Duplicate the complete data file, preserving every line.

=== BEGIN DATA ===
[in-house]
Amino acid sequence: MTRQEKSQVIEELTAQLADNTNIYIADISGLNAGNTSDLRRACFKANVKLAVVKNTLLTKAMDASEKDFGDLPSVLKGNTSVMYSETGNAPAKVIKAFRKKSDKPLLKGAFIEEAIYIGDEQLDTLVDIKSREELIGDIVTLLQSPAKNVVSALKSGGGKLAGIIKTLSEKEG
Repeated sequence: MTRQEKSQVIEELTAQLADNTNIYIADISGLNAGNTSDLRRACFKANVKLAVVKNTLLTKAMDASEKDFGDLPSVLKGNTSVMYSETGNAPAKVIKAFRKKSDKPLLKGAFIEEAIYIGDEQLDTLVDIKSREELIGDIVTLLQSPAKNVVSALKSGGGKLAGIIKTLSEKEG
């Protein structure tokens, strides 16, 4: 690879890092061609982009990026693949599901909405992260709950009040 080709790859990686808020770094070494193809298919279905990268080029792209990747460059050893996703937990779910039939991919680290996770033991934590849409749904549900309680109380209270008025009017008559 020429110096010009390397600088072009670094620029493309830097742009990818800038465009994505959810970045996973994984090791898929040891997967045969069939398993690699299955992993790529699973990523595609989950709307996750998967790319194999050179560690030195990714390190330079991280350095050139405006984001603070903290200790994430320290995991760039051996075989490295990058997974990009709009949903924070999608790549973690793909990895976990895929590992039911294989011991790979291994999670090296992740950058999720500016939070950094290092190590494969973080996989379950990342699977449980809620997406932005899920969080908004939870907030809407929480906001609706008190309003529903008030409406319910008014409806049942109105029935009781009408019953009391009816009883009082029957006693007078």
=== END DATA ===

[in-house]
Amino acid sequence: MTRQEKSQVIEELTAQLADNTNIYIADISGLNAGNTSDLRRACFKANVKLAVVKNTLLTKAMDASEKDFGDLPSVLKGNTSVMYSETGNAPAKVIKAFRKKSDKPLLKGAFIEEAIYIGDEQLDTLVDIKSREELIGDIVTLLQSPAKNVVSALKSGGGKLAGIIKTLSEKEG
Repeated sequence: MTRQEKSQVIEELTAQLADNTNIYIADISGLNAGNTSDLRRACFKANVKLAVVKNTLLTKAMDASEKDFGDLPSVLKGNTSVMYSETGNAPAKVIKAFRKKSDKPLLKGAFIEEAIYIGDEQLDTLVDIKSREELIGDIVTLLQSPAKNVVSALKSGGGKLAGIIKTLSEKEG
């Protein structure tokens, strides 16, 4: 690879890092061609982009990026693949599901909405992260709950009040 080709790859990686808020770094070494193809298919279905990268080029792209990747460059050893996703937990779910039939991919680290996770033991934590849409749904549900309680109380209270008025009017008559 020429110096010009390397600088072009670094620029493309830097742009990818800038465009994505959810970045996973994984090791898929040891997967045969069939398993690699299955992993790529699973990523595609989950709307996750998967790319194999050179560690030195990714390190330079991280350095050139405006984001603070903290200790994430320290995991760039051996075989490295990058997974990009709009949903924070999608790549973690793909990895976990895929590992039911294989011991790979291994999670090296992740950058999720500016939070950094290092190590494969973080996989379950990342699977449980809620997406932005899920969080908004939870907030809407929480906001609706008190309003529903008030409406319910008014409806049942109105029935009781009408019953009391009816009883009082029957006693007078």